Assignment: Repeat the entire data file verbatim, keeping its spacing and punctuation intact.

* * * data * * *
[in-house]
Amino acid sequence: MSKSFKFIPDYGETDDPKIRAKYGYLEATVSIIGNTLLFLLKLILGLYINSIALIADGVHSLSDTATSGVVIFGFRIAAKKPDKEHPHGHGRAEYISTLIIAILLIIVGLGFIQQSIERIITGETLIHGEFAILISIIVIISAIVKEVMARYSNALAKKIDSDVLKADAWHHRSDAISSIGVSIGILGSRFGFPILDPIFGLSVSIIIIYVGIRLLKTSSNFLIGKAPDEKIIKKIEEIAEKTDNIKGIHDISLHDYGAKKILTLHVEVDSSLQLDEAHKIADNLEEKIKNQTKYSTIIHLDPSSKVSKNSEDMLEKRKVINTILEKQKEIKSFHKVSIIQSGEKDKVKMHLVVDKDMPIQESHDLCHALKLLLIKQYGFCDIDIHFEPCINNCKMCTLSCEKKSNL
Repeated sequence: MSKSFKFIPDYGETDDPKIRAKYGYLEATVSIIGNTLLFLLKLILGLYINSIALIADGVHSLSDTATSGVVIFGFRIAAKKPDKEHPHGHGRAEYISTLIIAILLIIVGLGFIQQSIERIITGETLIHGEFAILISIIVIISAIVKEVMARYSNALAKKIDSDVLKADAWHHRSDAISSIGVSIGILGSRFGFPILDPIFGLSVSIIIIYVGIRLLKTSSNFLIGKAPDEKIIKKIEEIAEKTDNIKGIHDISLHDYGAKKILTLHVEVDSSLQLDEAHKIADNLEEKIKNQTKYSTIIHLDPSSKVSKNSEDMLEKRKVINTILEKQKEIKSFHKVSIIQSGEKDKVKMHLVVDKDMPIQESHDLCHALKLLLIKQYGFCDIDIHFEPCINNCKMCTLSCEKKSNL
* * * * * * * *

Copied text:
[in-house]
Amino acid sequence: MSKSFKFIPDYGETDDPKIRAKYGYLEATVSIIGNTLLFLLKLILGLYINSIALIADGVHSLSDTATSGVVIFGFRIAAKKPDKEHPHGHGRAEYISTLIIAILLIIVGLGFIQQSIERIITGETLIHGEFAILISIIVIISAIVKEVMARYSNALAKKIDSDVLKADAWHHRSDAISSIGVSIGILGSRFGFPILDPIFGLSVSIIIIYVGIRLLKTSSNFLIGKAPDEKIIKKIEEIAEKTDNIKGIHDISLHDYGAKKILTLHVEVDSSLQLDEAHKIADNLEEKIKNQTKYSTIIHLDPSSKVSKNSEDMLEKRKVINTILEKQKEIKSFHKVSIIQSGEKDKVKMHLVVDKDMPIQESHDLCHALKLLLIKQYGFCDIDIHFEPCINNCKMCTLSCEKKSNL
Repeated sequence: MSKSFKFIPDYGETDDPKIRAKYGYLEATVSIIGNTLLFLLKLILGLYINSIALIADGVHSLSDTATSGVVIFGFRIAAKKPDKEHPHGHGRAEYISTLIIAILLIIVGLGFIQQSIERIITGETLIHGEFAILISIIVIISAIVKEVMARYSNALAKKIDSDVLKADAWHHRSDAISSIGVSIGILGSRFGFPILDPIFGLSVSIIIIYVGIRLLKTSSNFLIGKAPDEKIIKKIEEIAEKTDNIKGIHDISLHDYGAKKILTLHVEVDSSLQLDEAHKIADNLEEKIKNQTKYSTIIHLDPSSKVSKNSEDMLEKRKVINTILEKQKEIKSFHKVSIIQSGEKDKVKMHLVVDKDMPIQESHDLCHALKLLLIKQYGFCDIDIHFEPCINNCKMCTLSCEKKSNL